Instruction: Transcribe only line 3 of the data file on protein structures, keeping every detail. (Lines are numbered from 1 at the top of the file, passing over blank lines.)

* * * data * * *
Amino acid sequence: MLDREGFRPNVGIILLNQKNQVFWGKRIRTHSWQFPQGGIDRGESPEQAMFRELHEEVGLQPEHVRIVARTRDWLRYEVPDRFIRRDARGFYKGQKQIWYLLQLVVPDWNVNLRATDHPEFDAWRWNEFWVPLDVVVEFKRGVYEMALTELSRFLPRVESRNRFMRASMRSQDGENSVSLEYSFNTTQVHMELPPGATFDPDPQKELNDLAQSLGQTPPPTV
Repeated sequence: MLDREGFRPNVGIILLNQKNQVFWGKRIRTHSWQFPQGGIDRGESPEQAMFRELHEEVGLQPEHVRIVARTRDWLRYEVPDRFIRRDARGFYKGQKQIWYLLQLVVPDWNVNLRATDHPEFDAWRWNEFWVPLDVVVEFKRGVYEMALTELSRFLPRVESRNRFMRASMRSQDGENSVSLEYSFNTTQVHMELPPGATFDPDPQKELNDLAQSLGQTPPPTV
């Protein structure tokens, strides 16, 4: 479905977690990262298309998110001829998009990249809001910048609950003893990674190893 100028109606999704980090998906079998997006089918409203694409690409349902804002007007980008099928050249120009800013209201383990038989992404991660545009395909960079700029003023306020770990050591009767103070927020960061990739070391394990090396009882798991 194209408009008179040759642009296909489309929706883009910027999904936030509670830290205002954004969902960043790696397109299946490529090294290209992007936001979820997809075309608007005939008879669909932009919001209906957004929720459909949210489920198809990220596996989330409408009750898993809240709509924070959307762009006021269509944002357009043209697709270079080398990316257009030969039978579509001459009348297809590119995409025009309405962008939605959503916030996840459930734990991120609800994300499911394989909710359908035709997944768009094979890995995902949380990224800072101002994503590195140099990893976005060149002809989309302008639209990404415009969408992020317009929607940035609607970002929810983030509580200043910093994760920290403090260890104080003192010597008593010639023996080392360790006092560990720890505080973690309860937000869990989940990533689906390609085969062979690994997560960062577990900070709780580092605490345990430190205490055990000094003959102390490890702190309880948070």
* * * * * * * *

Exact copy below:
């Protein structure tokens, strides 16, 4: 479905977690990262298309998110001829998009990249809001910048609950003893990674190893 100028109606999704980090998906079998997006089918409203694409690409349902804002007007980008099928050249120009800013209201383990038989992404991660545009395909960079700029003023306020770990050591009767103070927020960061990739070391394990090396009882798991 194209408009008179040759642009296909489309929706883009910027999904936030509670830290205002954004969902960043790696397109299946490529090294290209992007936001979820997809075309608007005939008879669909932009919001209906957004929720459909949210489920198809990220596996989330409408009750898993809240709509924070959307762009006021269509944002357009043209697709270079080398990316257009030969039978579509001459009348297809590119995409025009309405962008939605959503916030996840459930734990991120609800994300499911394989909710359908035709997944768009094979890995995902949380990224800072101002994503590195140099990893976005060149002809989309302008639209990404415009969408992020317009929607940035609607970002929810983030509580200043910093994760920290403090260890104080003192010597008593010639023996080392360790006092560990720890505080973690309860937000869990989940990533689906390609085969062979690994997560960062577990900070709780580092605490345990430190205490055990000094003959102390490890702190309880948070």